The Woman King, the story of the real-life female Agojie warriors of 19th century West Africa, may put you in touch with your own inner warrior. And if a fiercely ripped Viola Davis massacring slavers weren’t enough, there’s a powerful original song that plays over the end credits to inspire you: “Keep Rising (The Woman King),” written by Jessy Wilson, Jeremy Lutito, and Angélique Kidjo. The anthem was originally created by Wilson, one of publisher Warner Chappell Music’s songwriters, who reworked it so Kidjo could sing in her native Beninese language Fon. Rise up out of your seat and listen exclusively here:
Wilson and The Woman King director Gina Prince-Bythewood spoke to The A.V. Club about the particular origins of this song, Additionally, they revealed the secret to a great original theme song, picking some of their favorites from other films. Following its premiere at this year’s Toronto International Film Festival, The Woman King will arrive in theaters to kick asses everywhere September 16.
The A.V. Club: So Jessy, what were the origins of “Keep Rising?”
Jessy Wilson: It was so crazy. [When COVID-19 became a pandemic] at first I was forced, just like everyone else, to take a break and sort of figure things out … There were a few writing sessions that I did and one of them was with Jeremy Lutito, who is the producer of this song. And I remember going to his place, late 2020, wearing a mask. And at the time, Warner Chappell—because there wasn’t a lot going on, but the world of advertising and film was still pretty much going—were really pushing us to write songs for sync. And to be completely honest, it hasn’t been my focus.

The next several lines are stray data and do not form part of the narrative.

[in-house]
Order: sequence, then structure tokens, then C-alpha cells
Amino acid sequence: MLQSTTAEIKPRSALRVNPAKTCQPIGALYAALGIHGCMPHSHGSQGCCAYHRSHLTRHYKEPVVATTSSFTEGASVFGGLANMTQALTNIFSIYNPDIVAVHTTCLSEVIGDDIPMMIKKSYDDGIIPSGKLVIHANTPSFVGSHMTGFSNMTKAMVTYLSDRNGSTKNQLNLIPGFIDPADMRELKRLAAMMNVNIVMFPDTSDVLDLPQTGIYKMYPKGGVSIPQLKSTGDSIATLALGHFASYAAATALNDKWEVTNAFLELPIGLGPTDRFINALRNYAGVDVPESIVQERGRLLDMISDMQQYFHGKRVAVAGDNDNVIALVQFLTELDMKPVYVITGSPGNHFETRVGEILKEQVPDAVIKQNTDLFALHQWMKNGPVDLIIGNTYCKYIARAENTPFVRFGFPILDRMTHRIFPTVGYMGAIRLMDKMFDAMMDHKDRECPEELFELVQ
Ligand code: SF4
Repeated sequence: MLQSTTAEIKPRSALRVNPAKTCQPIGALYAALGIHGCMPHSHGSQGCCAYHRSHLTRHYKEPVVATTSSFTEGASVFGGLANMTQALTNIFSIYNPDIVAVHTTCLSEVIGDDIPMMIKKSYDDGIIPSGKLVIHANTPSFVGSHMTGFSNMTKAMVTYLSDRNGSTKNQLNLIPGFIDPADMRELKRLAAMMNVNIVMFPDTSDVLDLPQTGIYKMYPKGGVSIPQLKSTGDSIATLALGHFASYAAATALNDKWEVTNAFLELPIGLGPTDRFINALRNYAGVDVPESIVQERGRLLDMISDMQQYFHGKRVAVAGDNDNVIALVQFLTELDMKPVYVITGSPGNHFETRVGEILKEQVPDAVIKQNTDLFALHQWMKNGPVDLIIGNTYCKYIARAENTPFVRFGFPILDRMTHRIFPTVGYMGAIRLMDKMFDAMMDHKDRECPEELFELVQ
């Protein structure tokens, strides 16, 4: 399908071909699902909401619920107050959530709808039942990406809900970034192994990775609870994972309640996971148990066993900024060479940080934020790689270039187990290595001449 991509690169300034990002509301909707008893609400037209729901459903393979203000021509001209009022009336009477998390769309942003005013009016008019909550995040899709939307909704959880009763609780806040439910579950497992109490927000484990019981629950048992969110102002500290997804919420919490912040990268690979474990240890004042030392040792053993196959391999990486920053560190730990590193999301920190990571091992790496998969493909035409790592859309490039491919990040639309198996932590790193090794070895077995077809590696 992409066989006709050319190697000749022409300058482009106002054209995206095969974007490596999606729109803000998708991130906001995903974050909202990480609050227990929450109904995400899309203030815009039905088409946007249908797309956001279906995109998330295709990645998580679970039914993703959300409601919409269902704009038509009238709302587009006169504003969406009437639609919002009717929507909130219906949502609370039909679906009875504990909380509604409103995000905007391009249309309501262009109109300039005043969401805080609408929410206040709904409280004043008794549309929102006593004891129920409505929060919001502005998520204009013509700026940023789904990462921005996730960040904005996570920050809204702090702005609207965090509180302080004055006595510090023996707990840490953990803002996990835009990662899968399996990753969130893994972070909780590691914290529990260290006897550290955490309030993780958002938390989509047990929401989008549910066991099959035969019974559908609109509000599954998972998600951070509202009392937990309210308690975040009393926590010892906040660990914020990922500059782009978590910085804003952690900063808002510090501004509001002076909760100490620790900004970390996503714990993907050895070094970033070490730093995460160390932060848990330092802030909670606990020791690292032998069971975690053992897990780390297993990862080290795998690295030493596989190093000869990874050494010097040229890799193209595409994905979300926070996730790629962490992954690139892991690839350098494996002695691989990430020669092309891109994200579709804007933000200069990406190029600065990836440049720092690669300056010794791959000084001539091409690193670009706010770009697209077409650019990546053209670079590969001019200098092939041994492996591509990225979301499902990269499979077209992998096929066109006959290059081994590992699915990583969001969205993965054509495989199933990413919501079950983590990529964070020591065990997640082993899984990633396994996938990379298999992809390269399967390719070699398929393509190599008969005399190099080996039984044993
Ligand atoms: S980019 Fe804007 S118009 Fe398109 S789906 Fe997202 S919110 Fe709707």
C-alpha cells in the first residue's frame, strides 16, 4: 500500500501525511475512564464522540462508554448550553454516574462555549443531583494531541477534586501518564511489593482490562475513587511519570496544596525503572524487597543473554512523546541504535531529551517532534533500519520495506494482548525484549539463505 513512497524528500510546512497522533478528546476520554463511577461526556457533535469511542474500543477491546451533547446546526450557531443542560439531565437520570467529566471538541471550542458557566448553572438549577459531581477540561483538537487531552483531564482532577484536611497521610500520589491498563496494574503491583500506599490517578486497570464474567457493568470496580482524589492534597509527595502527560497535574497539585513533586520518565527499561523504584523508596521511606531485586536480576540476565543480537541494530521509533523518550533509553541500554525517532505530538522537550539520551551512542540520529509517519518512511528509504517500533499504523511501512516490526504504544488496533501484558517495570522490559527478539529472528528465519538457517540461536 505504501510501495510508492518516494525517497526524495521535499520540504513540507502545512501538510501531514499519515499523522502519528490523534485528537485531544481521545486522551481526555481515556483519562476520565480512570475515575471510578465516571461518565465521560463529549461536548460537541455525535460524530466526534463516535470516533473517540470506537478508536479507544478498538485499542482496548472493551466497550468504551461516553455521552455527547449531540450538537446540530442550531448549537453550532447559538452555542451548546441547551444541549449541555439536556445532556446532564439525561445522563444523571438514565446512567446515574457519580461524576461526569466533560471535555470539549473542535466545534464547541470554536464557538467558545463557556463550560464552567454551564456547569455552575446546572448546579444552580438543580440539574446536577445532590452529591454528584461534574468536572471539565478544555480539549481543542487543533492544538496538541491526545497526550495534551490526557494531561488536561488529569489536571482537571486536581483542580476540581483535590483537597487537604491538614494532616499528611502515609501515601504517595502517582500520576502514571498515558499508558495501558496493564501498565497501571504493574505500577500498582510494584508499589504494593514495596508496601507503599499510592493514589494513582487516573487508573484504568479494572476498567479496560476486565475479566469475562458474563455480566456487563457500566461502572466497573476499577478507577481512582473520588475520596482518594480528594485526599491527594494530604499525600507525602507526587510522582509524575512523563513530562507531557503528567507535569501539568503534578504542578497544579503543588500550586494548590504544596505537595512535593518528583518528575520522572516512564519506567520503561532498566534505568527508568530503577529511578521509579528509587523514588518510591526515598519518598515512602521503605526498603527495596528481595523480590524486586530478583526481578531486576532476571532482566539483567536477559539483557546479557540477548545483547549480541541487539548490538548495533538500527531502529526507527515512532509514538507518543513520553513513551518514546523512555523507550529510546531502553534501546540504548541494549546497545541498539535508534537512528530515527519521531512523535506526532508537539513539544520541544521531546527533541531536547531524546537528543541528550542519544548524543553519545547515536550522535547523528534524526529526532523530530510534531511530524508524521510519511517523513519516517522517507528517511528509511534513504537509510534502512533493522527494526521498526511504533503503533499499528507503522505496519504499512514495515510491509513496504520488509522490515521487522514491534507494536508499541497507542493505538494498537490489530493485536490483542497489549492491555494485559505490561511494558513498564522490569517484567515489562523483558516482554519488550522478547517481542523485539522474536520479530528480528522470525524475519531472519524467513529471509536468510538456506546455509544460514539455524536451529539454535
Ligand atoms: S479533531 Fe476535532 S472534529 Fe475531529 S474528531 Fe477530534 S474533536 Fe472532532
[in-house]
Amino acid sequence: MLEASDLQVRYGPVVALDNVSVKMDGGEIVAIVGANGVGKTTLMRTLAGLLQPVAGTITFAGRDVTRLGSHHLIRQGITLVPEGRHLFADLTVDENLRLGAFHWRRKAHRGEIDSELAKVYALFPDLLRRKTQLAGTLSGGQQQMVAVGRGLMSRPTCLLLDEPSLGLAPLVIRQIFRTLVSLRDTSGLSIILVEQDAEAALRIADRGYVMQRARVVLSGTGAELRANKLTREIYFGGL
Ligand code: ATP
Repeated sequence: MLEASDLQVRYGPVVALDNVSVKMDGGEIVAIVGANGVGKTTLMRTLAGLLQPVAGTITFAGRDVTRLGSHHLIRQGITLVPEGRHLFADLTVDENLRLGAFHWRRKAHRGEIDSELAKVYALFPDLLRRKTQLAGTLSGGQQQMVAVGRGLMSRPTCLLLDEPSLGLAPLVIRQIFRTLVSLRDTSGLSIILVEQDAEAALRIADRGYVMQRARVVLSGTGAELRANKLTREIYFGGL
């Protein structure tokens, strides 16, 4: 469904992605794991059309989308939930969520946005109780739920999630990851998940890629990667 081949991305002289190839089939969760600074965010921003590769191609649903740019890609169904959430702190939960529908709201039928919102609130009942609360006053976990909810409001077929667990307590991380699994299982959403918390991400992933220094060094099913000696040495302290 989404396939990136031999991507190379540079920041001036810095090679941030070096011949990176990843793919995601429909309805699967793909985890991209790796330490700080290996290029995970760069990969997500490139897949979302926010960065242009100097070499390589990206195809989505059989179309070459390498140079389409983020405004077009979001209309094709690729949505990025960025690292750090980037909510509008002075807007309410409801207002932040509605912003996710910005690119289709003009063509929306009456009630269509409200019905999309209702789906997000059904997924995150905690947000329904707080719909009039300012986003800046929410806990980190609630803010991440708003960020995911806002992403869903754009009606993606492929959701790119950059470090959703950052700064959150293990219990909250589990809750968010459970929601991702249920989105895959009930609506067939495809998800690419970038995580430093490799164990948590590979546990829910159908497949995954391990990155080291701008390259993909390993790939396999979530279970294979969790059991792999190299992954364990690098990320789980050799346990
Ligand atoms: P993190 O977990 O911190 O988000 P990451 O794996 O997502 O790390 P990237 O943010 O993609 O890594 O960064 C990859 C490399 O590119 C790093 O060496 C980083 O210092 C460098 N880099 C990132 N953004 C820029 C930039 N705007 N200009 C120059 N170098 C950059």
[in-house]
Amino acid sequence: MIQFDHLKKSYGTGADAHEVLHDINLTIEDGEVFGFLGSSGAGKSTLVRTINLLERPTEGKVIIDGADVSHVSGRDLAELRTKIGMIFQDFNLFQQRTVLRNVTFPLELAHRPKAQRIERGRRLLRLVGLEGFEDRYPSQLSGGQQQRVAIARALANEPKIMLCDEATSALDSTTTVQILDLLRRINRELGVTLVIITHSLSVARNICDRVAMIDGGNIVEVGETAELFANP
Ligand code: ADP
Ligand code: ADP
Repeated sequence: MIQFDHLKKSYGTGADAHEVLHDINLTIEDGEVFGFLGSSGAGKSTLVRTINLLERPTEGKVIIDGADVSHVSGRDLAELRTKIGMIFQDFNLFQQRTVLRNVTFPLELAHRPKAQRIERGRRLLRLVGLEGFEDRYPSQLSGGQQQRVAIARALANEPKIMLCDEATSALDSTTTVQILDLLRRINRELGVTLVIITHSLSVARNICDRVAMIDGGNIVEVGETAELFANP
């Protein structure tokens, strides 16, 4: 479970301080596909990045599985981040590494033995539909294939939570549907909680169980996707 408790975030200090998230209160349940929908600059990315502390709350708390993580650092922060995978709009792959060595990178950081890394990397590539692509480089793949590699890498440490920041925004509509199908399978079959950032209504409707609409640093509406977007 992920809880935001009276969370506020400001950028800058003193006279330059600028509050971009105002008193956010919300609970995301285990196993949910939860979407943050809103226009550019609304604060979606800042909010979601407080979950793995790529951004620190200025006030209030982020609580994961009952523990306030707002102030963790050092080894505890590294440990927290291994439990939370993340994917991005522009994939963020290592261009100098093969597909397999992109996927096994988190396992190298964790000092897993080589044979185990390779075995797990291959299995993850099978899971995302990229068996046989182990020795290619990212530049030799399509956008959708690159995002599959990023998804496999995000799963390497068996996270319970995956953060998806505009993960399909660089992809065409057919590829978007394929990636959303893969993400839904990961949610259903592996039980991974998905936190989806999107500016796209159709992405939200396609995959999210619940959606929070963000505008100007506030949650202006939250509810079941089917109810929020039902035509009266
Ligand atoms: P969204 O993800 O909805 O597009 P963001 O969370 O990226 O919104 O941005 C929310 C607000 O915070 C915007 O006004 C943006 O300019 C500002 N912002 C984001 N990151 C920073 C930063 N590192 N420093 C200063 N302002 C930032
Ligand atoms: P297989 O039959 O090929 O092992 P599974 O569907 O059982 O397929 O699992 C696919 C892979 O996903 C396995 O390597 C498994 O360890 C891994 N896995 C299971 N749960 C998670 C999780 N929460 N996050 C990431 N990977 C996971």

But I went into the studio this day and everything was happening: we’re in this pandemic, we’re in quarantine to a certain extent, and the world is beginning to see—on a large scale through social media and through the stillness—how black people are being treated in America and all around the world. And when I went to this session, that was really on my heart. And Jeremy had a snippet of a piano part for this song. And [“Keep Rising”] just felt like the only thing that I should write about this particular day, this sort of rally cry to anyone who was listening—to stand up and rise up against injustices, rise up against evils, rise up against anything in our lives that’s trying to keep us from living. Just to live freely, you know, because life is already hard. We don’t need extra things weighing on us because of the color of our skin.
AVC: How did that get attached to The Woman King and reworked into its end-credits song?
JW: So we wrote it, worked on it, gave it to Warner Chappell, and went about our business. And then only about three weeks ago I was in Nashville and I just so happened to be writing with Jeremy again. And we’re talking about the song and I say something like, “Yeah, I’m so surprised that no one has really gravitated toward this song, I think it’s so powerful.” And he said, “Yeah, but did you hear about this Sony picture that’s interested in it?” Now, mind you, I am a huge Viola Davis fan, like, oh, my God. I remember when I first saw the trailer for this film—I go to the movies all the time, popcorn is my favorite snack—so I saw this trailer months ago and was so excited about it. And he starts to describe this Sony picture, like, “There’s this movie about these women warriors in Africa,” and I’m like, “Wait, are you talking about The Woman King?!” Someone at Warner Chappell actually pitched the song to Sony and Gina and the whole team over there.